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FAO says bird flu in EU would hit world meat trade

by 5m Editor
8 November 2005, at 12:00am

EU - A major outbreak of bird flu in the European Union's poultry flock could close off exports worth $1 billion, force domestic prices lower but push up world market levels, a U.N. agency said on Tuesday.

FAO says bird flu in EU would hit world meat trade - EU - A major outbreak of bird flu in the European Union's poultry flock could close off exports worth $1 billion, force domestic prices lower but push up world market levels, a U.N. agency said on Tuesday.

The Food and Agriculture Organisation (FAO) said potential trade bans in the event of a widespread avian influenza outbreak in the 25-nation EU bloc, source of 13 percent of global poultry output, were already unsettling world markets.

"The close proximity of recent outbreaks in the European region to EU member states has raised considerable conerns about the industrial impact of potential outbreaks," the FAO said in a report distributed at a major bird flu conference in Geneva.

"International poultry prices would be expected to move up sharply. Internal EU prices would decline...as products intended for export, approximately 10 percent of production, swamp local markets," the report said.

It said the FAO's economic model had combined the impact of bird flu in Europe with the recent outbreak of foot-and-mouth disease (FMD) in Brazil, the world's largest meat exporter.

"Preliminary results of this analysis indicate that the potential short-term impact would be higher meat prices for all meats on world markets," it said, adding this would range from 7-8 percent for poultry and beef and 3 percent for pigmeat.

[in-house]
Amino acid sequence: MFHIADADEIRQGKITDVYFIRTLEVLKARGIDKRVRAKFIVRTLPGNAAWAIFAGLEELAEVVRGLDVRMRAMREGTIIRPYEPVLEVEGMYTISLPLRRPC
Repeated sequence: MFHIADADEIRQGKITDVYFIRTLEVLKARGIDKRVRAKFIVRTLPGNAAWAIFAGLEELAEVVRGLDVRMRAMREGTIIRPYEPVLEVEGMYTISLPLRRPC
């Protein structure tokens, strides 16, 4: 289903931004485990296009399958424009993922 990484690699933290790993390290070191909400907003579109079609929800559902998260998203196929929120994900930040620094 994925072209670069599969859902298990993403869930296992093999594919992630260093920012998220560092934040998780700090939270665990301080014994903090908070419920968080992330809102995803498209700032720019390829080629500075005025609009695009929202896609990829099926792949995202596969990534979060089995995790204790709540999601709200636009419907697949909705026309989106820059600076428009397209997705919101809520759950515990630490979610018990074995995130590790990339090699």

The study assumed EU exports had dropped to zero and Brazilian beef shipments were down by 800,000 tonnes, off 45 percent on projected exports of 1.8 million tonnes this year.

It noted that restrictions on exports from Asia during 2004 and the first half of 2005 had contributed to a 20 percent rise in world poultry prices, contrasting sharply with declining domestic prices in disease-affected countries.

The FAO estimated an 8 percent decline in international poultry trade over the period and that limitations on fresh/chilled products from Thailand and China in particular had caused Asian exports to fall to less than 1 million tonnes in the 2004/05 period, down from 1.8 million in 2003.

AFRICA PARTICULARLY HIT

It said it had also assumed that internal EU demand for poultry was also steady. When news broke of the bird flu cases in Romania and Turkey, European consumers began switching away from chicken, although there were signs demand was now returning.

The FAO said its study assumed any demand drop to be short-lived as risk communication strategies would ensure that consumers became quickly aware of the minimal risk of bird flu transmission through meat consumption.

The EU ships around one million tonnes of fresh or fresh/chilled/frozen poultry products, valued at over $1 billion, to more than 150 markets around the world, with the main markets being the Middle East (27 percent), Africa (26 percent) and Russia (23 percent), the report noted.

The EU also imports 700,000 tonnes of frozen fillets and other chicken products, these would be expected to drop as internal EU prices declined relative to rising world prices.

Africa would be one export market particularly hit.

The region, also at risk from the bird flu virus itself due to migratory bird patterns, is particularly dependent on imports from the EU for price stability.

The FAO said poultry imports accounted for 20 percent of estimated regional poultry consumption of 4.2 million tonnes.

"Import bans on EU poultry, which supply nearly 50 percent of African imports, in the context of a major EU outbreak, could potentially have major price implications for African consumers in selected import dependent countries," it said.

Further Information

To find out the latest information on bird flu, click here

Source: Reuters - 8th November 2005

5m Editor